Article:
Some job experts say that more jobs are now filled online through LinkedIn (LI) than all the job boards combined.
LI is, without a doubt, a major player in online job search; it is here to stay; and it’s influence continues to grow. If LI were a country, it would be the 12the most populous country in the world! I recommend that most job searchers learn to use it. Why?
Hiring practices have changed a lot in the past 10 years because we have moved from an expansionary to a recessionary economy; instead of growing rapidly, the
economy is shrinking slowly.
In an expansionary economy, employers have to hire a lot of people quickly in
order to compete and prosper from selling their products and services. This
creates a “sellers market” with an advantage for job searchers because the
demand for skilled labor outstrips supply.
For example, during the hi-tech boom, employers were looking for skilled labor
in order to push their products out the door. Job searchers could throw their
resumes online using job boards, or post directly onto company websites, and
if they had skills, experience or training that matched employer needs, they
would get calls from recruiters or employers in a timely manner.
We are in a very different economy now. Organizations are not expanding, they
are cutting back, and no longer have the same need to hire lots of new
employees. Supply now exceeds demand. To throw your resume online and expect
the same response that you may have enjoyed during the hi-tech bubble is an
And yet, that is exactly what I am hearing these days from so many clients.
Their last job search experience occurred during the hi-tech bubble when it was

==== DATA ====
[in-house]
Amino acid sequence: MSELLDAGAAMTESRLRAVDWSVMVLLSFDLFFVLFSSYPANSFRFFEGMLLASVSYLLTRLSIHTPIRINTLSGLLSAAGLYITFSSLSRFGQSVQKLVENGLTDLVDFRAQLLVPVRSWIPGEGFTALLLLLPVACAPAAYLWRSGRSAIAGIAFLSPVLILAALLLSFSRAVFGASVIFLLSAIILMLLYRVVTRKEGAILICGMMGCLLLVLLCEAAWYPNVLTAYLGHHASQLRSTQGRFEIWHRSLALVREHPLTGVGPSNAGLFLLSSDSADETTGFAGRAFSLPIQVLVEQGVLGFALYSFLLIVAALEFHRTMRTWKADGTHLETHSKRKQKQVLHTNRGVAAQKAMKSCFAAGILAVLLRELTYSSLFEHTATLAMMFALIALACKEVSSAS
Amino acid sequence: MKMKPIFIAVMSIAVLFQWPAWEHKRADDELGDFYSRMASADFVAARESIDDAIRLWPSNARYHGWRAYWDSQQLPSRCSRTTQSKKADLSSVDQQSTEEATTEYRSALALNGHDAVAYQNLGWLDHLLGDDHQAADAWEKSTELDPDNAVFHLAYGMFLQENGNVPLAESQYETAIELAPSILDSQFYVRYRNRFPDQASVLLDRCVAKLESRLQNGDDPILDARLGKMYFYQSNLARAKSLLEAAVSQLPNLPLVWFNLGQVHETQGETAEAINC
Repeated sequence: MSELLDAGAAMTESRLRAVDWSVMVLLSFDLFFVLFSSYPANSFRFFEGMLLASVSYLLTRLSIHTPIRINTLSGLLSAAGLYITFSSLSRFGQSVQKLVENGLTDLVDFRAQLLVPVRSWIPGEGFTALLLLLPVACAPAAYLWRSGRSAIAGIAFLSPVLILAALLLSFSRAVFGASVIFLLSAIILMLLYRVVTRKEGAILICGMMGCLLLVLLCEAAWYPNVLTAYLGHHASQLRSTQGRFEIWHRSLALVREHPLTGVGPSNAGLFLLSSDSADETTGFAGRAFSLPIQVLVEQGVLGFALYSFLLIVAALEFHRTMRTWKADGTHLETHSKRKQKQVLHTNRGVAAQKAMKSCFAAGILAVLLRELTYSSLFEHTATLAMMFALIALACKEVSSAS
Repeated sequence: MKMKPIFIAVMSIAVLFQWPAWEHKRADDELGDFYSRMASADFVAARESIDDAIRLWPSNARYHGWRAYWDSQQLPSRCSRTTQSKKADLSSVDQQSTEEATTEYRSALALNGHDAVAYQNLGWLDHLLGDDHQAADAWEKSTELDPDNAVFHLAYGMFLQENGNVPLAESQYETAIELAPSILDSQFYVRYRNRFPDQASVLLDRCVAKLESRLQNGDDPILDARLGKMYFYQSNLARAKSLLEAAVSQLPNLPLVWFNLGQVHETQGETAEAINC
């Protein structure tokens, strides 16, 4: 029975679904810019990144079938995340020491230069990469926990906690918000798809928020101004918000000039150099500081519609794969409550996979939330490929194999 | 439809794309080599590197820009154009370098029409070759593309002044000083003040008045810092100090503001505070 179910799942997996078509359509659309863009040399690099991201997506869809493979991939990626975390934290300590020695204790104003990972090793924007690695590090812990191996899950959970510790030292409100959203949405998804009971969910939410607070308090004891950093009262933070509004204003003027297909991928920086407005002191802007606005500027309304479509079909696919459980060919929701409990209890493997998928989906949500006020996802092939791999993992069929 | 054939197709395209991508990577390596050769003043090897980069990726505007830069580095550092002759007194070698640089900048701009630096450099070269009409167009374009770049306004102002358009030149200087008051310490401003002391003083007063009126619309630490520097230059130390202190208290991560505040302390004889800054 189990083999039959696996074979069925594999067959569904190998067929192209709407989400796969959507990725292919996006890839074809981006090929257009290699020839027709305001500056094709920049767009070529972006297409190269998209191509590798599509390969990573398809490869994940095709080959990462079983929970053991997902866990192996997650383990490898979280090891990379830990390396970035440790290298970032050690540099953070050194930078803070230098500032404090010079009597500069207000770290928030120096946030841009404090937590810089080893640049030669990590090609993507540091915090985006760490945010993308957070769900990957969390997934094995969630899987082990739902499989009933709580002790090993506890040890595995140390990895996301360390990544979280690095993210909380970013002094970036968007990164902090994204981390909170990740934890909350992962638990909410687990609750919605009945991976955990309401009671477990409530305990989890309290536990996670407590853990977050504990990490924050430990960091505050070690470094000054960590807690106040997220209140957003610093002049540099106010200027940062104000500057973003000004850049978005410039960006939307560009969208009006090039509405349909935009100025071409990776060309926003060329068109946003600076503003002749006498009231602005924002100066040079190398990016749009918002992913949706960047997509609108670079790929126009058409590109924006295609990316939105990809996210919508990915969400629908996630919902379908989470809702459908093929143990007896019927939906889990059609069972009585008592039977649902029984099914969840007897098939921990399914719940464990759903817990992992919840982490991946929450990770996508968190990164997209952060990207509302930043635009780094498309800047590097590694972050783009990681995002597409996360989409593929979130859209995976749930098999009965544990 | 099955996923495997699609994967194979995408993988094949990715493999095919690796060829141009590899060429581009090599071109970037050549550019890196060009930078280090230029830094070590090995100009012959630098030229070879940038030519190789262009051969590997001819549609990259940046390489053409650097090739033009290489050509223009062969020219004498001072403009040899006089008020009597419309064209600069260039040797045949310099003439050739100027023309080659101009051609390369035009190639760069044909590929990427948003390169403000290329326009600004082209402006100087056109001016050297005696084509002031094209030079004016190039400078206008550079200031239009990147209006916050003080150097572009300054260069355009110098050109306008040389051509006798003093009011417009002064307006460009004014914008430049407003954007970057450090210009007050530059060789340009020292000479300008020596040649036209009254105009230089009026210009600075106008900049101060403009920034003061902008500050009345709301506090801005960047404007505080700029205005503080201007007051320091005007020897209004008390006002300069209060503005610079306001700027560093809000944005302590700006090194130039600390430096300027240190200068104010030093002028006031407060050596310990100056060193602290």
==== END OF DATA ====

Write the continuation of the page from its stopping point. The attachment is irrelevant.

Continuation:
relatively easy to get a job through an online job search.
But now, we live with a recessionary economy, a “buyers market” for employers,
who no longer have an urgent need to go online to find employees. Instead,
they can afford to wait for candidates to come to them…by loading a resume
onto the company website, or through referrals, or through networking.
Employers can take the time to be picky and choosy. They no longer need job
boards or recruiters to the same extent in order to fill the gap between demand
This is the reason, at least in part, for the success of LI. Many managers
themselves are going online to recruit candidates. They are bypassing
recruiters, even their own HR departments (which have been seriously downsized
as companies cutback overhead), and using the features of LI to troll for
Therefore, it makes sense for job searchers to leverage themselves into the
hiring process through LI, which is designed to help managers find you and vice
You have to join LI in order to use it, but it’s free. Scroll to the bottom of
their page and select their Learning Center link, which will help you Get
Started and learn how to use LI efficiently and effectively.
You can also use a search engine and type in the Q: How to use LinkedIn for job
search? And get lots of free advice from videos, webinars, articles, books, and
As the picture with this article shows, you have hundreds, thousands, of people
in your goodwill network who want to help. Your job is to make it easy for
them to do so. LI can help.
I specialize in helping clients with job change, with transitions from one
career space to another. So, before getting active on LI, I advise them to
think about how they want potential employers to view them.
Do not use LI like a job board. It’s not about posting your resume. It’s a
business networking tool and designed for that purpose.
“Should I quit my job?” is not the first Q to ask yourself when making a career
change. Instead, think strategically about what you want to do and where to do
it. Where and what are the two Qs that I help my clients answer in very
LI then can help translate those answers into real job opportunities in real
work settings by identifying communities of interest. LI will facilitate
connections in that career space. LI is about managing relationships in a way
that facilitates your professional goals to break into that space.
Have a clear picture of your next career space and how you fit into it. Know
your value proposition and stay on message or, in the parlance of social media,
stay on brand. Consistency is the key! It’s about packaging and positioning
yourself online according to your right work, to the kind of work you most want
to do, and that best suits you.
There is no need to rush into a public profile. Before you build it, plan it!